Britain’s ultimate phallic symbol – useless, expensive Trident nuclear missile
many defence experts now argue that a replacement deterrent is something that the UK neither needs nor can afford
the role of Britain’s nuclear deterrent is linked to the political and military establishment’s perception of the country’s place at the world’s top table “more a matter of national virility than national security”
UK nuclear deterrent plan triggers divisions Announcement of an extra $565m for improved nuclear weapons capacity worries critics in an era of austerity. Aljazeera, Simon Hooper 06 Nov 2012 London, UK – At an unknown location somewhere deep beneath the world’s oceans, a British submarine sits primed to launch up to 40 nuclear warheads with a collective destructive power almost 300 times greater than the atomic bomb dropped on Hiroshima in 1945.
Since the late 1960s Britain’s nuclear deterrent strategy has required that at least one of the Royal Navy’s four-strong fleet of Vanguard submarines be operational and fully armed at all times, providing, according to the navy’s website, a “round-the-clock insurance policy”.
Only a British prime minister has the authority to order a nuclear attack. But, in the event that a submarine commander loses radio contact and suspects his homeland has been wiped off the map, orders contained in an onboard safe reputedly offer a choice to either “let them have it”or “sail to New Zealand if it’s still there”, according to documents unearthed by Peter Hennessy, a veteran historian of British state secrets.
Conceived in response to the perceived threat of a surprise Soviet
assault on western Europe, Britain’s deterrent remains a classic
throwback to the nuclear brinkmanship of the Cold War.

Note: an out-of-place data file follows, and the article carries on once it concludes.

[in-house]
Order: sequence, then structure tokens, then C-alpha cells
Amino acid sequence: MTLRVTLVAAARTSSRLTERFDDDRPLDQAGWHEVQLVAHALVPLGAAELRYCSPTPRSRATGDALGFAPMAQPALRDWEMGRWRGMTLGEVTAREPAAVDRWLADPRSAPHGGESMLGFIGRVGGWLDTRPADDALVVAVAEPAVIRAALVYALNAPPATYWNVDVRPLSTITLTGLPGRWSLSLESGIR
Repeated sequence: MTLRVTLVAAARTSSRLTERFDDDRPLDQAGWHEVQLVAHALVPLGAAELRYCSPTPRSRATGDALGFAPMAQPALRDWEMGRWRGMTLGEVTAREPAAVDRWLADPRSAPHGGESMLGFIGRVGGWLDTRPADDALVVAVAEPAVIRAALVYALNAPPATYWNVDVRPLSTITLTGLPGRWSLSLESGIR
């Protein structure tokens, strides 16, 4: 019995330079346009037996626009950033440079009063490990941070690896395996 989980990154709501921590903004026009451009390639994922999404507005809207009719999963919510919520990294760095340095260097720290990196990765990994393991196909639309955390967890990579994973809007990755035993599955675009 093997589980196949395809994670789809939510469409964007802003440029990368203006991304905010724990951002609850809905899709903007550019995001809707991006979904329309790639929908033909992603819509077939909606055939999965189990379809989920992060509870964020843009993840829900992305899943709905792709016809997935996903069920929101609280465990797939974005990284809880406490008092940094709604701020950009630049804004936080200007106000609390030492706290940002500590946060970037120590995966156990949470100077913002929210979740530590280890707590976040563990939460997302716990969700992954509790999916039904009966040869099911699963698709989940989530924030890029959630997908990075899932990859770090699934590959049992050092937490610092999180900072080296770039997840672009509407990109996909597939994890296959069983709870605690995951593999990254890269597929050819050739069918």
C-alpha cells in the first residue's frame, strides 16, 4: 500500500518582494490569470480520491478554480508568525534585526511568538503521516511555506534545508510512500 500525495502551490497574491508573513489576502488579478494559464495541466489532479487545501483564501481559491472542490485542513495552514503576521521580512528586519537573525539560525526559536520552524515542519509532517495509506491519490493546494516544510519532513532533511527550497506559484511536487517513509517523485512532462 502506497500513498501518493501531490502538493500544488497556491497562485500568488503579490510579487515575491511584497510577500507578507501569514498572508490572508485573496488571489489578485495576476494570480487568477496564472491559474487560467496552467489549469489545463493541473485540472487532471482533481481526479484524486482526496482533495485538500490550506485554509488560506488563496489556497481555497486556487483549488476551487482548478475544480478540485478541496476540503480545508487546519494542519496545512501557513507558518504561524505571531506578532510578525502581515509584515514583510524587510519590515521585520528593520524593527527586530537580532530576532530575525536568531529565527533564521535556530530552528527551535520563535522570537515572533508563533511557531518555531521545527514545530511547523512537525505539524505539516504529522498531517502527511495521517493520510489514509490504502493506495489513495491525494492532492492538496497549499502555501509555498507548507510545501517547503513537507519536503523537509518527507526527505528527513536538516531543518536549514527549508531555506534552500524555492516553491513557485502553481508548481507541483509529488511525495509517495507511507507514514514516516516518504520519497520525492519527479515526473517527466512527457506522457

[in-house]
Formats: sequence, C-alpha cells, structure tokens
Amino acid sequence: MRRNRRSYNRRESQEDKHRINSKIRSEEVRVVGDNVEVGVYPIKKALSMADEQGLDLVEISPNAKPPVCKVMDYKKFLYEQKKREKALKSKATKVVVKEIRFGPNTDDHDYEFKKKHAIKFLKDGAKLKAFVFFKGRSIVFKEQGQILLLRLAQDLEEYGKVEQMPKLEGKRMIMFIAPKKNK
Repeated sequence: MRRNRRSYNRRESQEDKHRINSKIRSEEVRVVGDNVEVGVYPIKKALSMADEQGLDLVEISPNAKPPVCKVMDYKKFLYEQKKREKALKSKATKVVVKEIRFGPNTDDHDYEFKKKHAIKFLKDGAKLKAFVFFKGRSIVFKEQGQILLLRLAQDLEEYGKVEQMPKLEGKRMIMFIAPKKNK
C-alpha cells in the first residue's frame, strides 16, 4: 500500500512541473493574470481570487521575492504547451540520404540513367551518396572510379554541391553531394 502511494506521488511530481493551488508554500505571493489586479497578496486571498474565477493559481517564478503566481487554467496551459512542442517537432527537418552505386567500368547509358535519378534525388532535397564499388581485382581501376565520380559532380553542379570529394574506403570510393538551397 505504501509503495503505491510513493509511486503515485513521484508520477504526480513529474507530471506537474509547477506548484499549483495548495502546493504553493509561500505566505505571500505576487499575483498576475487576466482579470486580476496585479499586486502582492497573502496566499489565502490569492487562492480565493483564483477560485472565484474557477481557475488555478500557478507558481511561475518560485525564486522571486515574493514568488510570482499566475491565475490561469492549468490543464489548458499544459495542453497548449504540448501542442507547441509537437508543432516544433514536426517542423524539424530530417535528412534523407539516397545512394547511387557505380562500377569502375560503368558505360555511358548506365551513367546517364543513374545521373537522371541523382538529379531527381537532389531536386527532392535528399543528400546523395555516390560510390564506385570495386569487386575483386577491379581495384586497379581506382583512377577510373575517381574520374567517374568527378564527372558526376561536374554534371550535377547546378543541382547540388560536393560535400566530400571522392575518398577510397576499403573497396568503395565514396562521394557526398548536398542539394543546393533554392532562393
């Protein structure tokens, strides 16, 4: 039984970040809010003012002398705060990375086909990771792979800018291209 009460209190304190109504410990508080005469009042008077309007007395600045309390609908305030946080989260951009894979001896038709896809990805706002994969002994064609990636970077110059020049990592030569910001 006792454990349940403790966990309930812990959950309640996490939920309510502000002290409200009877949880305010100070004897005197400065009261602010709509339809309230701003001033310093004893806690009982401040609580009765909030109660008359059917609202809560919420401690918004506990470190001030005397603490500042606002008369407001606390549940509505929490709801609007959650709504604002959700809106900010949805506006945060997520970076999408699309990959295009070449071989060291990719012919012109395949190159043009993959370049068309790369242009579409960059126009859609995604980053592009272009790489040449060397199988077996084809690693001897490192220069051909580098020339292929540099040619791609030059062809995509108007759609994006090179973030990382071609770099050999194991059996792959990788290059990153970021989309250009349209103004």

Yet, two decades after the Soviet Union’s collapse, the UK government
this week took a big step towards replacing its current
submarine-launched Trident missile system with a like-for-like
successor that would take to the seas by 2028 High costs
“Our nuclear deterrent is the ultimate safeguard of our national
security. We have made a clear commitment to maintain that deterrent,”
said Philip Hammond, the British defence minister, announcing an
additional $565m in spending – on top of $4.8bn already committed to
the project – for design work on a next-generation replacement for the
Hammond’s announcement immediately stoked divisions between his own
ruling Conservative Party and their Liberal Democrat coalition
partners by seeming to fly in the face of government policy postponing
the final decision on a replacement until 2016, pending the results of
a Liberal Democrat-led study into possible alternatives.
“Defence chiefs are under concerted political pressure to cut
spending, even with the armed forces already overstretched by the war
in Afghanistan and other commitments.”….
Nick Clegg, the deputy prime minister and leader of the Liberal
Democrats, responded by questioning the wisdom of “spending billions
and billions of pounds on a nuclear missile system designed with the
sole strategic purpose of flattening Moscow at the press of a button”.
Hammond also drew the ire of nationalists in Scotland by presuming the
continuing presence of a British nuclear arsenal at the Faslane naval
base on the country’s west coast beyond a 2014 referendum on
With the Scottish National Party committed to banning nuclear weapons
in the event of it winning power after a split from London, a
parliamentary committee warned this week that the UK’s deterrent could
be “unilaterally disarmed” within days of secession.
Yet, even disregarding the immediate political fallout, many defence experts now argue that a replacement deterrent is something that the UK neither needs nor can afford.
Defence chiefs are under concerted political pressure to cut spending,
even with the armed forces already overstretched by the war in
Afghanistan and other commitments.
Limited defence resources
Meanwhile, the 2005 London bombings and similar attacks against
western targets seemed to point to a new paradigm in which the main
security threat comes from nebulous networks rather than rival nation